How he plays in the Orlando "bubble" might greatly impact his earning potential on the open market, and it's possible the Warriors won't be able to afford him.

[RELATED: Why Kenny Smith used pickup analogy to describe Draymond]

Watch the video above to see the complete conversation.

Follow @DrewShiller on Twitter and Instagram

[RUNNIN' PLAYS PODCAST: Listen to the latest episode]

How LeBron James' Decision put him on path to become Warriors nemesis

How LeBron James' Decision put him on path to become Warriors nemesis

LeBron James put himself on a collision course with the Warriors a decade ago Wednesday.

Few would've guessed as much when James, then 25 years old and already the best basketball player on the planet, told Jim Gray and viewers nationwide that he'd take his talents to South Beach and join the Miami Heat. James, after all, was leaving one of the saddest franchises in NBA history, spurning the Cleveland Cavaliers to link up with close friends Dwyane Wade and Chris Bosh. The Warriors, then 35 years removed from their last NBA championship and a year away from drafting Klay Thompson, didn't have anything to do with it.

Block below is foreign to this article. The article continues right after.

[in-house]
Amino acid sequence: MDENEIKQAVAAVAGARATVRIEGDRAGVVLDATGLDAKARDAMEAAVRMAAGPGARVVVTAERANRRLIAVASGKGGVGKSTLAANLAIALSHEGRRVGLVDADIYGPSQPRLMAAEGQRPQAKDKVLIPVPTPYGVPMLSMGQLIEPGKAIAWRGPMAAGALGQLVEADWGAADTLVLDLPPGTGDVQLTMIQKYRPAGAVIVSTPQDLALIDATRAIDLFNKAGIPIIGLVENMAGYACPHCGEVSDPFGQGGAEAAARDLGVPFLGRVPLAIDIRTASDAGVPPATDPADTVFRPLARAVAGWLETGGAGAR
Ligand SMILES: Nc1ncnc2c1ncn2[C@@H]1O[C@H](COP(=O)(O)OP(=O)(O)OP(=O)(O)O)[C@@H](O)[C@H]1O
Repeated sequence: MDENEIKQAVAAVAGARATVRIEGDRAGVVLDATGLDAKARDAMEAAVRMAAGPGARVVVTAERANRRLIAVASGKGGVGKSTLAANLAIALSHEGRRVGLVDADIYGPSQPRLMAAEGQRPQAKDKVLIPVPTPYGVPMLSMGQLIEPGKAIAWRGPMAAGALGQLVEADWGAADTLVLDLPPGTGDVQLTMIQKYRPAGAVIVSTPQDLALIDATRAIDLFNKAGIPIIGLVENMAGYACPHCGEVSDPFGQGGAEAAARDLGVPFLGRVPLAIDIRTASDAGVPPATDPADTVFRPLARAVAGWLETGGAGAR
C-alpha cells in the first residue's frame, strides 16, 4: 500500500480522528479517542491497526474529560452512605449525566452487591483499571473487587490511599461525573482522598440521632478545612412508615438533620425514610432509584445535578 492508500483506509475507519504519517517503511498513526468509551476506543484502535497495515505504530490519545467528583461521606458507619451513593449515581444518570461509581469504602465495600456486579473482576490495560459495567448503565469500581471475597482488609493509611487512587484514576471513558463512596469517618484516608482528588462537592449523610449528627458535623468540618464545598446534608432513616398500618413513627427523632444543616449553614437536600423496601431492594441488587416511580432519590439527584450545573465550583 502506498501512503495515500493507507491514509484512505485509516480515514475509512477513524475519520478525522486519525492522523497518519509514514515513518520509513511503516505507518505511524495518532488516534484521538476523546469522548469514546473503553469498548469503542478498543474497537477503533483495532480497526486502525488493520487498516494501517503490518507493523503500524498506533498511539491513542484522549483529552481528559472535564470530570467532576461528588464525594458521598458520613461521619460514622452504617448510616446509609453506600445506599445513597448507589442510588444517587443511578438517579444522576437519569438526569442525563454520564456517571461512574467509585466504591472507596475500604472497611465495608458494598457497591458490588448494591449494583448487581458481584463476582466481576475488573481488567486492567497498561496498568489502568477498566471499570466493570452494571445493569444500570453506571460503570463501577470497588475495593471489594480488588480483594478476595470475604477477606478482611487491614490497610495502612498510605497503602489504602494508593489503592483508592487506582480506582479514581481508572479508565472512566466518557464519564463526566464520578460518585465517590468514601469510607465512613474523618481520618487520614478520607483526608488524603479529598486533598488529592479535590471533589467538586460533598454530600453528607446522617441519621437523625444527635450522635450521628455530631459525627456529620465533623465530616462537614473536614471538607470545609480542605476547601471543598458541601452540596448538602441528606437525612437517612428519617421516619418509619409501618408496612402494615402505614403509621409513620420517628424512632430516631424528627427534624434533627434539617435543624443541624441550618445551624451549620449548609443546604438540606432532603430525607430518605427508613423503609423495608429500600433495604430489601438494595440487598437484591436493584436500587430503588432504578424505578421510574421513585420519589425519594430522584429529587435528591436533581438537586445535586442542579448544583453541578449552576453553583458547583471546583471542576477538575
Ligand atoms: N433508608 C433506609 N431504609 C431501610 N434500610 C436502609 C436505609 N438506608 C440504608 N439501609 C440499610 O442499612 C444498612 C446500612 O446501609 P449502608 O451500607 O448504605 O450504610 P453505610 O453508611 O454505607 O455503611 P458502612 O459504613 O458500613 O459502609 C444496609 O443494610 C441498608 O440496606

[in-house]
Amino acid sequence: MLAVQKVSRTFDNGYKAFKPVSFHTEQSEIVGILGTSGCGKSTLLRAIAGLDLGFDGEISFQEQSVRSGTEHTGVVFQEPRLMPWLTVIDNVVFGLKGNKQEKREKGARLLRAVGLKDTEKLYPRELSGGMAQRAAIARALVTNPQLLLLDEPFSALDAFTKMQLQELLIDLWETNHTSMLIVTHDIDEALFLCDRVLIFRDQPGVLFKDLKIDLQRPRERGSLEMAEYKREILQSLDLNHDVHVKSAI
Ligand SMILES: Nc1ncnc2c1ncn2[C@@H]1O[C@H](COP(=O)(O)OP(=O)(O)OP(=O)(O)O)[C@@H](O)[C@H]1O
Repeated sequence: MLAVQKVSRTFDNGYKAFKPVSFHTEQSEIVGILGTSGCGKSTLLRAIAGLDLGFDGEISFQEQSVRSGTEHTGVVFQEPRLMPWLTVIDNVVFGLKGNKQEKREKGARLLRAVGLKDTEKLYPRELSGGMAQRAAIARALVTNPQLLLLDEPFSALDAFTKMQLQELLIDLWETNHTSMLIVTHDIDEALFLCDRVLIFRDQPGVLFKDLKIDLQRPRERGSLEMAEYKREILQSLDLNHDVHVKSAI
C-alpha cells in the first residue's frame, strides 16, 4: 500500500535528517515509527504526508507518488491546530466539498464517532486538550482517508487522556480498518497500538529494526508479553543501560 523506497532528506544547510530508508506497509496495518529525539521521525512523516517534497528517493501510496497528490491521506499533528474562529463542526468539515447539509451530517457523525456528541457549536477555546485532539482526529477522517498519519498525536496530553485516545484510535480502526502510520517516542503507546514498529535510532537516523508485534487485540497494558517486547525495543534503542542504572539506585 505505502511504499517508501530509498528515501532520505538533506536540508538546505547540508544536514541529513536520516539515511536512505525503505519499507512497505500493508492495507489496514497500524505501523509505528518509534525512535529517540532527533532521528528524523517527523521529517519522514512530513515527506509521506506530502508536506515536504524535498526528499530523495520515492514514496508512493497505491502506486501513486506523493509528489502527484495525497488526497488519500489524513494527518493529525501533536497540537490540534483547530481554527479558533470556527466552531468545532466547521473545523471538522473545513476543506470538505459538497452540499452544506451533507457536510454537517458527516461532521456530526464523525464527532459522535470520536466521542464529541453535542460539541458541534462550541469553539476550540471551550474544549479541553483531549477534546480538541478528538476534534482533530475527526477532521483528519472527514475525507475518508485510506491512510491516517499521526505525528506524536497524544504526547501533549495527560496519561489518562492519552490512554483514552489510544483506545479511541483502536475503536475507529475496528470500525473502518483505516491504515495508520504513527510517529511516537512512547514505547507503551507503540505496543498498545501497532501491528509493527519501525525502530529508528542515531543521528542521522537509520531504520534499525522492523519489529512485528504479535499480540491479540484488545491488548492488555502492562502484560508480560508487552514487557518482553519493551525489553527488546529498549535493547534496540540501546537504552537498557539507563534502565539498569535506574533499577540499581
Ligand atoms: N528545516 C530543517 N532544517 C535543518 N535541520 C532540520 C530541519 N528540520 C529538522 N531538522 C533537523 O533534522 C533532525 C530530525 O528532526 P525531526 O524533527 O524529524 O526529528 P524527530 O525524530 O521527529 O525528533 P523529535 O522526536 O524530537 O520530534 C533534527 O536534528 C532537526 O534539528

But James' departure from Cleveland planted the seeds for the prodigal son's return four years later, and the kid from Akron's titanic decision to leave set him on a path that would become inseparable from Golden State's by the end of the 2010s. You can trace the roots of the Warriors' cross-conference rivalry with the Cavs, as well as Kevin Durant's decision to sign with Golden State, to "The Decision" a decade ago.

James and the Cavaliers were the Warriors' biggest obstacle during their dynastic run, with the teams squaring off four straight times in the NBA Finals. But he might never have stood in Golden State's way if he never left Cleveland.

[RUNNIN' PLAYS PODCAST: Listen to the latest episode]

While James surely could've done without the instantaneous, visceral backlash from his hometown fans, or the childish letter penned in Comic Sans by Cavaliers owner Dan Gilbert, he told Lee Jenkins -- then with Sports Illustrated -- in 2014 that he always knew he was going to return to Cleveland at some point.

"When I left Cleveland, I was on a mission," James said at the time. "I was seeking championships, and we won two. But Miami already knew that feeling. Our city hasn’t had that feeling in a long, long, long time. My goal is still to win as many titles as possible, no question. But what’s most important for me is bringing one trophy back to Northeast Ohio."